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Lawyers challenge filthy holding cells

Dumisani Muleya

ZIMBABWE Lawyers for Human Rights (ZLHR), a civic grouping, and two individuals have filed a test Supreme Court application challenging “sordid and dirty” conditions in polic

e holding cells around the country.

ZLHR, Zimbabwe Congress for Trade Unions secretary-general Wellington Chibebe, and Nancy Kachingwe, filed the case in terms of Section 24 of the Constitution in April. Hearing of the matter will be on June 17.

Chibebe and Kachingwe, once detained at Matapi in Mbare and Highlands police stations respectively, say conditions in the cells are “sordid and dirty as to amount to inhuman and degrading treatment”.

They say the situation at Matapi and Highlands is a microcosm of appalling conditions in police cells around the country.

However, police in their opposing papers says the conditions at Matapi and Highlands are not representative of conditions throughout the country.

They also say the applicants have no locus standi to make the case and that the court has no jurisdiction to direct government on such a matter.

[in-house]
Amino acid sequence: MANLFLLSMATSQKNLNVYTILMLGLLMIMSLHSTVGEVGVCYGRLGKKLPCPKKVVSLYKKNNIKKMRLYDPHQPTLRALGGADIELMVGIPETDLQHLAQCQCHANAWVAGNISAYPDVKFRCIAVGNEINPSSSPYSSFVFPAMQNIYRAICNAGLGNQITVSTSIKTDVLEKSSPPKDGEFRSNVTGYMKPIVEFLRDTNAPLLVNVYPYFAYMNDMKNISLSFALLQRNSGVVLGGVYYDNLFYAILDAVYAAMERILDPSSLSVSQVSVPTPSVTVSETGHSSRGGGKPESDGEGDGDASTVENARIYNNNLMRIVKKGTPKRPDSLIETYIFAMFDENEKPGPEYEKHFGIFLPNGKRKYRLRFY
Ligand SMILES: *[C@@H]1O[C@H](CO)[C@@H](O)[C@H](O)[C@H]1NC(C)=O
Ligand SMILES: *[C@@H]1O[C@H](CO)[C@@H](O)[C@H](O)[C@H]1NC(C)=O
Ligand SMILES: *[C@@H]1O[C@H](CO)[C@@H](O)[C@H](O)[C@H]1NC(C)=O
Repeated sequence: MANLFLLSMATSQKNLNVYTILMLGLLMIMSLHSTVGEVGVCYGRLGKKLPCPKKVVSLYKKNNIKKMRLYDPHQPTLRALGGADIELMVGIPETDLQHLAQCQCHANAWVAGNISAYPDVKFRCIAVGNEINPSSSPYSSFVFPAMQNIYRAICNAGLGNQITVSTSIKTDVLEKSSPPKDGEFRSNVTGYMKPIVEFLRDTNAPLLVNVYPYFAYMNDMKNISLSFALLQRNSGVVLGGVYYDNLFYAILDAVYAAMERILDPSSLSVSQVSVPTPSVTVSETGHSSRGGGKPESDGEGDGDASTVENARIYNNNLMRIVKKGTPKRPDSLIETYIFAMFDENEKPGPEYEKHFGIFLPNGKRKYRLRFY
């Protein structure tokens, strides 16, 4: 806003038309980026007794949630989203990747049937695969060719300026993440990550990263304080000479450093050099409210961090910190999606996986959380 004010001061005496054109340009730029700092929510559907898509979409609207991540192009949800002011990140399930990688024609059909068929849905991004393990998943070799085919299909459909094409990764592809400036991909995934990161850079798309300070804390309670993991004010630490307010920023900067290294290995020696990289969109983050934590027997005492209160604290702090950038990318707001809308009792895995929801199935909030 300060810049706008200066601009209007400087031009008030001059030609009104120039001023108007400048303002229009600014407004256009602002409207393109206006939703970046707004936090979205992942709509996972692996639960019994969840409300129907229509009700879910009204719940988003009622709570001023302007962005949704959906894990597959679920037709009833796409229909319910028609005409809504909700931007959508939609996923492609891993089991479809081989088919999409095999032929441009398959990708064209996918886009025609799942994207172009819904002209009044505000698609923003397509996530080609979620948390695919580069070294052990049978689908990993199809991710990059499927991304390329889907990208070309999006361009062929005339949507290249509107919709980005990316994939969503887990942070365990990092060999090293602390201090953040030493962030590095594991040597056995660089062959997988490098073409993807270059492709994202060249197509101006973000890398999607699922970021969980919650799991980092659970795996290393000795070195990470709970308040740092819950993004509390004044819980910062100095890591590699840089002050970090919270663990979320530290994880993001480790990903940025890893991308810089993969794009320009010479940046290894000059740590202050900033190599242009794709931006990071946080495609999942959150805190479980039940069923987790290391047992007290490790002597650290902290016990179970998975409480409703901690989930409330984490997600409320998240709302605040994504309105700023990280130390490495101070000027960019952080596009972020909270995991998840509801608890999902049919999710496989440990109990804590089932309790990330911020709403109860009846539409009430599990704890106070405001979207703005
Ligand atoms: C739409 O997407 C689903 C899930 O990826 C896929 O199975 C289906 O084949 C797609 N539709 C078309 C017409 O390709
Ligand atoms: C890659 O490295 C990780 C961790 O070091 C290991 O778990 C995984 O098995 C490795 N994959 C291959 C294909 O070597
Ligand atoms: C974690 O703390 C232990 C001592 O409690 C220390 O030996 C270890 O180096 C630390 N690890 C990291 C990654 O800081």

But the applicants insist police should be forced to comply with the African Charter on Human and People’s Rights (ACHPR) and the International Convention on Civil and Political Rights (ICCPR) to which Zimbabwe is a signatory.

ACHPR says: “All forms of exploitation and degradation of man, particularly slavery, slave trade, torture, cruel, inhuman, or degrading punishment and treatment shall be prohibited.”

ICCPR states that: “No one shall be subjected to torture or to cruel, inhuman or degrading treatment or punishment. All persons deprived of their liberty shall be treated with humanity and with respect.”

The situation in police cells not only violates the country’s laws and international conventions but also Police Standing Orders, the applicants say.

They say the court should rule that “police holding cells in Zimbabwe are degrading and inhuman and unfit for detaining suspects”.

The court must also rule that the cells should be of a reasonable size, have good ventilation, sufficient lighting, and places of resting such as chairs or benches, they argue.

“Each person obliged to stay overnight in police custody should be provided with a clean mattress and blankets,” the applicants say.

“Police holding cells should have clean and decent flushing toilets with toilet paper in a sanitary annex in the police cell.”

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